Oil Price Forecast: This Could Send Oil Prices to $20

oil price forecast“Catastrophe” is a great word to describe Monday’s trading, but nowhere else has the pain from the stock market collapse been felt worse than in the oil and gas sector.

West Texas Intermediate (WTI) dropped to $38.51 on Monday, after diving to $37.75 earlier in the morning. That’s a 6.7% crash since Friday and the worst front-month price point since 2009. This marks the eighth straight week of losses for crude oil, the longest consecutive record since 1986.

But the oil price collapse is only the beginning of the story.

Major international energy companies have now dropped to their lowest level in nearly four years as concerns over possible economic collapse in China have spread to North American markets. An index of 40 oil explorers, drillers, and refiners collectively lost over $17.0 billion in a matter of hours, collectively falling by more than two percent on the New York Stock Exchange. (Source: Bloomberg, last accessed August 24, 2015.)


We’re talking about losses equal to the entire gross domestic product (GDP) of small countries.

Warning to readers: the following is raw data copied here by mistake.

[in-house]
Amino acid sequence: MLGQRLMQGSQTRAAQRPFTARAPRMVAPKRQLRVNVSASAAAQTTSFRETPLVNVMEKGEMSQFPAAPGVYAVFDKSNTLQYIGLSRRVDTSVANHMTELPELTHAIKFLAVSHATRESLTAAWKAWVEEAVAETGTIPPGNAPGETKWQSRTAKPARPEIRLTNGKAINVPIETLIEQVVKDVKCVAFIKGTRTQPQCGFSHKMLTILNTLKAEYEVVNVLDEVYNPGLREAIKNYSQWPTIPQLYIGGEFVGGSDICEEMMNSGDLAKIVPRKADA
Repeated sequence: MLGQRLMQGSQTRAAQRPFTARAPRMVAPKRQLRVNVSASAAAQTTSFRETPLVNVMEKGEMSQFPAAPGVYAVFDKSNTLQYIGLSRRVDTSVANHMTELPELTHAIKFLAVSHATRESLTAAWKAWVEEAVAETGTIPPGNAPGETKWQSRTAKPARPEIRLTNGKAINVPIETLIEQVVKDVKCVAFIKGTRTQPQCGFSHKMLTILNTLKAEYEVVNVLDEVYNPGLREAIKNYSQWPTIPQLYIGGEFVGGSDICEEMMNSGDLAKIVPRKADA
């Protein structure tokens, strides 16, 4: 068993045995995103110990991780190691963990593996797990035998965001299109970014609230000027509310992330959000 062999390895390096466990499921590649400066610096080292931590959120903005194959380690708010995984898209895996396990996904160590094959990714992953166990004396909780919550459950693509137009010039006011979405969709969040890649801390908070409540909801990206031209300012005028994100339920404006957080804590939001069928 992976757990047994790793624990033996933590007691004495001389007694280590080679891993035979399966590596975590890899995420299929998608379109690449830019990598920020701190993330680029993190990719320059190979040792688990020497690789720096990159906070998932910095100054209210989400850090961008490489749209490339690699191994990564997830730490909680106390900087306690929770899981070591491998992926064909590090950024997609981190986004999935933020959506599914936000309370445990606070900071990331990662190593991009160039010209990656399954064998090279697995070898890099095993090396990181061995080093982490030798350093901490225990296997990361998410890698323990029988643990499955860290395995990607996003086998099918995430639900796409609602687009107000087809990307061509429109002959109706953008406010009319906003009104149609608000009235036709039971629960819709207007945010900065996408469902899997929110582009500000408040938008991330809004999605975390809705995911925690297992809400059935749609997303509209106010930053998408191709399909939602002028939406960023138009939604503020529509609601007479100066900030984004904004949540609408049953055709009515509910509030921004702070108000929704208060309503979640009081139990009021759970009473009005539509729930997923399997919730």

Exxon Mobil Corporation’s (NYSE:XOM) year-to-date decline, for example, now stands at about 24%, which means the international giant might be on course for its worst year since 1981. (Source: Vancouver Sun, last accessed, August 24, 2015.)

What can you expect from the oil price forecast in 2015?

With surging global oil production, crude oversupply, rising oil stock levels, and slumping demand, the drop in all the major stock indices could not have happened at a worse time. According to some analysts, today’s massive loss by oil majors isn’t even about their market fundamentals, but more the alarming tremors coming from the Chinese stock market. (Source: CNBC, last accessed August 24, 2015.)

In a low price environment for virtually all global commodities, it’s hard to imagine where uplift for oil will come from. As economic collapse becomes a distinct possibility in 2015, the oil slump is fast becoming just another piece of our dysfunctional economic puzzle.

The oil price forecast in the near and medium-term is anyone’s guess. But given decreasing demand with the end of summer driving season, not to mention ongoing stock market volatility, it might be dropping well into the $20.00s.